The Dangers of Universalizing Anti-Semitism

In the wake of the Pittsburgh massacre, the presidential adviser Kelyanne Conway spoke in an interview about “anti-religiosity,” while Columbia University sent a statement to its students that lamented “violence in our nation’s houses of worship” without using the word “Jews” or “anti-Semitism.” Such reactions to the murder of Jews, writes Yair Rosenberg, are all too common on both ends of the political spectrum and ought to be resisted:

The instinct to universalize anti-Semitic acts has many motives—some quite understandable, others more [sinister]. Well-meaning non-Jews often seek to draw universal lessons against intolerance from acts of anti-Semitic violence. Others want to make [these] incidents accessible and relevant for a broader, non-Jewish audience in an attempt to evoke empathy for the victims, and do so by trying to equate the persecution of Jews with forms of oppression faced by non-Jews.

Often, however, there are darker impulses at work. On the far right, attempts to deny that Jews were the primary target of the Holocaust are typically part of an effort to evade responsibility for the Holocaust itself. Thus, in 2014, over the livid protests of Jews there and around the world, Hungary erected a Holocaust monument that cast all Hungarians as “the victims of the German occupation,” even though Hungary’s leaders and population assisted the Nazis in deporting the country’s nearly 500,000 Jews. . . . In this way, the Holocaust is recast as an ecumenical crime, with Jews as its incidental victims.

On the far left, meanwhile, dropping Jews from discussions of anti-Semitism frequently results from an inability or unwillingness to recognize the reality and seriousness of the anti-Jewish threat. . . . After Pittsburgh, one local [British] Labor-party organization even deliberately removed a commitment to combat anti-Semitism from its condolence statement. In this progressive conception, Jews are dismissed as a group of privileged whites whose oppression need not be prioritized or “centered,” if it even exists anymore. When anti-Semites declare that “all Jews must die,” such people declare that we must change the subject.

Whether the motives are pure or impure, the result is the same: after deadly anti-Semitism strikes, Jews are expunged as inconvenient accessories to their own execution.

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More about: Anti-Semitism, Hungary, Labor Party (UK), Politics & Current Affairs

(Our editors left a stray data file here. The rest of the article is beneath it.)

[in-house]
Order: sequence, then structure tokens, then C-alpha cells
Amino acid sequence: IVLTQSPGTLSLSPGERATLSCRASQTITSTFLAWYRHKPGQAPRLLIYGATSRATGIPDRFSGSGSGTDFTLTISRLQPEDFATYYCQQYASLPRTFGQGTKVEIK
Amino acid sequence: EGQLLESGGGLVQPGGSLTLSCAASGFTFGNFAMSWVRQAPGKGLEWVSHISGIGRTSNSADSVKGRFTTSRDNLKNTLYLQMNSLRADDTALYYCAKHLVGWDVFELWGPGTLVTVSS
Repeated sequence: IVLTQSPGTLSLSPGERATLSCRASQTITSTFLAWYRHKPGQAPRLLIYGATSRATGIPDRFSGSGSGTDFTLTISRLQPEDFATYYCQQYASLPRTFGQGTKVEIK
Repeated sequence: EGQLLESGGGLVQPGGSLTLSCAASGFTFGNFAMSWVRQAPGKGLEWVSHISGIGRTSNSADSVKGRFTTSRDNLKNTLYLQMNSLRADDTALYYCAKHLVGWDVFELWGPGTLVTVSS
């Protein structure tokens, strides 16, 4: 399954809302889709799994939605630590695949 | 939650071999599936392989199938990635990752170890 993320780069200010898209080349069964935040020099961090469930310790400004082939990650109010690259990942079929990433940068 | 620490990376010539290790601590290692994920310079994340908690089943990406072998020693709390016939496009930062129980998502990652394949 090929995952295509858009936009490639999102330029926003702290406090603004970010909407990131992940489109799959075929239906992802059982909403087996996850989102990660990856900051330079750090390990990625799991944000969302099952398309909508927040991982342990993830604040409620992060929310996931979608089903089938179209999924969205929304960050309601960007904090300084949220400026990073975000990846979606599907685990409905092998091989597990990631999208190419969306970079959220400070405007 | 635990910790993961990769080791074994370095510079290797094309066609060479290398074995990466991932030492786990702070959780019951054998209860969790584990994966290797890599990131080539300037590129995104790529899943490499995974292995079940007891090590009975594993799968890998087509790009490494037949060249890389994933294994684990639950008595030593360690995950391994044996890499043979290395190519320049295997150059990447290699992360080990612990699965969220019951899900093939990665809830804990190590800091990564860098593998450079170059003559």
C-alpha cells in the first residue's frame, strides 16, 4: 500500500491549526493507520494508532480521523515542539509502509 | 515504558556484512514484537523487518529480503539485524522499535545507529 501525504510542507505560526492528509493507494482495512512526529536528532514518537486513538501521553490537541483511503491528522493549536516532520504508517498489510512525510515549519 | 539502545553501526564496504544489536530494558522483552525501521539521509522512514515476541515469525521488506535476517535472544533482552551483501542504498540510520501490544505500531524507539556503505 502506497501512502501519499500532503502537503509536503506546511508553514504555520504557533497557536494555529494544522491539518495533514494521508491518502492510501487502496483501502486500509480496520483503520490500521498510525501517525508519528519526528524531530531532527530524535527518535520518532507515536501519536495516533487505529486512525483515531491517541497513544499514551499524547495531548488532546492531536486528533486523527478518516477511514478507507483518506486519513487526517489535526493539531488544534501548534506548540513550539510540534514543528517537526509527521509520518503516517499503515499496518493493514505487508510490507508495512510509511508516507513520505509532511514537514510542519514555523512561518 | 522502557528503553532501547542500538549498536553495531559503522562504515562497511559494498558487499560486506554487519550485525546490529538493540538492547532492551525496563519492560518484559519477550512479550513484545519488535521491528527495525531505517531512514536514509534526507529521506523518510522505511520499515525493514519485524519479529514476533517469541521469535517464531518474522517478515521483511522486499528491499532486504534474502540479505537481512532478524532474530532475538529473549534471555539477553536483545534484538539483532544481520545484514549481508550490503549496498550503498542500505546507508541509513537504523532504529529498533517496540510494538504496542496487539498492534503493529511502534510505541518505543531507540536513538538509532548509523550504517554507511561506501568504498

Palestinian Leaders Fight Economic Growth

Jan. 15 2019

This month, a new shopping mall opened in northeastern Jerusalem, easily accessible to most of the city’s Arab residents. Rami Levy, the supermarket magnate who owns the mall, already employs some 2,000 Israeli Arabs and Palestinians at his other stores, and the mall will no doubt bring more jobs to Arab Jerusalemites. But the leaders of the Palestinian Authority (PA) are railing against it, and one newspaper calls its opening “an economic catastrophe [nakba].” Bassam Tawil writes:

For [the PA president] Mahmoud Abbas’s Fatah officials . . . the image of Palestinians and Jews working in harmony is loathsome. . . . Instead of welcoming the inauguration of the shopping mall for providing job opportunities to dozens of Palestinians and lower prices [to consumers], Fatah officials are taking about an Israeli plan to “undermine” the Palestinian economy. . . . The hundreds of Palestinians who flooded the new mall on its first day, however, seem to disagree with the grim picture painted by [these officials]. . . .

The campaign of incitement against Levy’s shopping mall began several months ago, as it was being built, and has continued until today. Now that the campaign has failed to prevent the opening of the mall, Fatah and its followers have turned to outright threats and violence. The threats are being directed toward Palestinian shoppers and Palestinian merchants who rented space in the new mall. On the day the mall was opened, Palestinians threw a number of firebombs at the compound, [which] could have injured or killed Palestinians. The [bomb-throwers], who are believed to be affiliated with Fatah, would rather see their own people dead than having fun or buying attractively-priced products at an Israeli mall.

By spearheading this campaign of incitement and intimidation, Abbas’s Fatah is again showing its true colors. How is it possible to imagine that Abbas or any of his Fatah lieutenants would ever make peace with Israel when they cannot even tolerate the idea of Palestinians and Jews working together for a simple common good? If a Palestinian who buys Israeli milk is a traitor in the eyes of Fatah, it is not difficult to imagine the fate of any Palestinian who would dare to discuss compromise with Israel.

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More about: East Jerusalem, Israeli Arabs, Mahmoud Abbas, Palestinian Authority, Palestinian economy